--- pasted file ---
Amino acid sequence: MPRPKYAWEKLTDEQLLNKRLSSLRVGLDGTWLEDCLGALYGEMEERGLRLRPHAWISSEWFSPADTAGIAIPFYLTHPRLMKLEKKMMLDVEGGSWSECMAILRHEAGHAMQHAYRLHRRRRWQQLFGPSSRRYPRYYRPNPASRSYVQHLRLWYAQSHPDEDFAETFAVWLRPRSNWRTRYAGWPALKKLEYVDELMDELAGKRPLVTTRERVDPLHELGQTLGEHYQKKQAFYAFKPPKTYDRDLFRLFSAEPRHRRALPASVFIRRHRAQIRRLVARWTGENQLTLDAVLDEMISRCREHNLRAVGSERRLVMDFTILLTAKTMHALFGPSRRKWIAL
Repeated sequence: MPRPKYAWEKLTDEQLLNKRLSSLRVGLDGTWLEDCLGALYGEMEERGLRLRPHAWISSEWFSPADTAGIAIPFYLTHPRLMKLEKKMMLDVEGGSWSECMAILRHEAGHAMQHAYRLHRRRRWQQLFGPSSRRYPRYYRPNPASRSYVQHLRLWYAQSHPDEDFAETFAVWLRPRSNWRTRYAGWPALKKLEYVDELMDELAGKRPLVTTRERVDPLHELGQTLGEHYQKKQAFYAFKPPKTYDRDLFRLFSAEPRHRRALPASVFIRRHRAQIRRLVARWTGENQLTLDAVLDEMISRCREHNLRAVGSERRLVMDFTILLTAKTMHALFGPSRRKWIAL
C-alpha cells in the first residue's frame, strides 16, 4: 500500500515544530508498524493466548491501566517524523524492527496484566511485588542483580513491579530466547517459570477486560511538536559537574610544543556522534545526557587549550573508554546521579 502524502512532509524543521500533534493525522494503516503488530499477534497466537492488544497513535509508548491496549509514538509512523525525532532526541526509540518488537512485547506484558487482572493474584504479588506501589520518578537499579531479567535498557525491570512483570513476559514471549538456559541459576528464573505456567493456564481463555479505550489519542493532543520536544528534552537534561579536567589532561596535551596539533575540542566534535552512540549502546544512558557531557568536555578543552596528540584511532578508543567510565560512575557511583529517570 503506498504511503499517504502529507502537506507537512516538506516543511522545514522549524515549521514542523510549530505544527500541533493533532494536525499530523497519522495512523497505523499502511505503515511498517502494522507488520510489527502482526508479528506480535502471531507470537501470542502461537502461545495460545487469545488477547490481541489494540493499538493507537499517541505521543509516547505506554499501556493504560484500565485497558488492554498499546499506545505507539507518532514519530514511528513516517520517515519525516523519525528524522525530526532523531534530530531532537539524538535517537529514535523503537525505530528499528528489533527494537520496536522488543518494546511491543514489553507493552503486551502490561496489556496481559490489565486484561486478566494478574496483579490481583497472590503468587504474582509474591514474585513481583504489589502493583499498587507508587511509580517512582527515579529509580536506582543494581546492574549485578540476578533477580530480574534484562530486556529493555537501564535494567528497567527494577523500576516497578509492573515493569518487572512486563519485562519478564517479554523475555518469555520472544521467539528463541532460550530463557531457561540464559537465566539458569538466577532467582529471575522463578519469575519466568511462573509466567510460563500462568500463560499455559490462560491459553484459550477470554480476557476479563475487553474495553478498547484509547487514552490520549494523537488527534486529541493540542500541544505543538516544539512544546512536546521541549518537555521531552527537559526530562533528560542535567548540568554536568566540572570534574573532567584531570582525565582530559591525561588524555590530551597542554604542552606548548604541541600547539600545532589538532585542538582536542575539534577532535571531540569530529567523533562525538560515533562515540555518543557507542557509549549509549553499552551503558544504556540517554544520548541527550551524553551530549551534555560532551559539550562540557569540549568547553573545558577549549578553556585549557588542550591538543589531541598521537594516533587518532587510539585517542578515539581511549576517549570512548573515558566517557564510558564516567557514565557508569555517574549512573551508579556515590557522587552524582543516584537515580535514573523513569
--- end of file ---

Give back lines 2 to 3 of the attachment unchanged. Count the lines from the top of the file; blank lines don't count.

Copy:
Repeated sequence: MPRPKYAWEKLTDEQLLNKRLSSLRVGLDGTWLEDCLGALYGEMEERGLRLRPHAWISSEWFSPADTAGIAIPFYLTHPRLMKLEKKMMLDVEGGSWSECMAILRHEAGHAMQHAYRLHRRRRWQQLFGPSSRRYPRYYRPNPASRSYVQHLRLWYAQSHPDEDFAETFAVWLRPRSNWRTRYAGWPALKKLEYVDELMDELAGKRPLVTTRERVDPLHELGQTLGEHYQKKQAFYAFKPPKTYDRDLFRLFSAEPRHRRALPASVFIRRHRAQIRRLVARWTGENQLTLDAVLDEMISRCREHNLRAVGSERRLVMDFTILLTAKTMHALFGPSRRKWIAL
C-alpha cells in the first residue's frame, strides 16, 4: 500500500515544530508498524493466548491501566517524523524492527496484566511485588542483580513491579530466547517459570477486560511538536559537574610544543556522534545526557587549550573508554546521579 502524502512532509524543521500533534493525522494503516503488530499477534497466537492488544497513535509508548491496549509514538509512523525525532532526541526509540518488537512485547506484558487482572493474584504479588506501589520518578537499579531479567535498557525491570512483570513476559514471549538456559541459576528464573505456567493456564481463555479505550489519542493532543520536544528534552537534561579536567589532561596535551596539533575540542566534535552512540549502546544512558557531557568536555578543552596528540584511532578508543567510565560512575557511583529517570 503506498504511503499517504502529507502537506507537512516538506516543511522545514522549524515549521514542523510549530505544527500541533493533532494536525499530523497519522495512523497505523499502511505503515511498517502494522507488520510489527502482526508479528506480535502471531507470537501470542502461537502461545495460545487469545488477547490481541489494540493499538493507537499517541505521543509516547505506554499501556493504560484500565485497558488492554498499546499506545505507539507518532514519530514511528513516517520517515519525516523519525528524522525530526532523531534530530531532537539524538535517537529514535523503537525505530528499528528489533527494537520496536522488543518494546511491543514489553507493552503486551502490561496489556496481559490489565486484561486478566494478574496483579490481583497472590503468587504474582509474591514474585513481583504489589502493583499498587507508587511509580517512582527515579529509580536506582543494581546492574549485578540476578533477580530480574534484562530486556529493555537501564535494567528497567527494577523500576516497578509492573515493569518487572512486563519485562519478564517479554523475555518469555520472544521467539528463541532460550530463557531457561540464559537465566539458569538466577532467582529471575522463578519469575519466568511462573509466567510460563500462568500463560499455559490462560491459553484459550477470554480476557476479563475487553474495553478498547484509547487514552490520549494523537488527534486529541493540542500541544505543538516544539512544546512536546521541549518537555521531552527537559526530562533528560542535567548540568554536568566540572570534574573532567584531570582525565582530559591525561588524555590530551597542554604542552606548548604541541600547539600545532589538532585542538582536542575539534577532535571531540569530529567523533562525538560515533562515540555518543557507542557509549549509549553499552551503558544504556540517554544520548541527550551524553551530549551534555560532551559539550562540557569540549568547553573545558577549549578553556585549557588542550591538543589531541598521537594516533587518532587510539585517542578515539581511549576517549570512548573515558566517557564510558564516567557514565557508569555517574549512573551508579556515590557522587552524582543516584537515580535514573523513569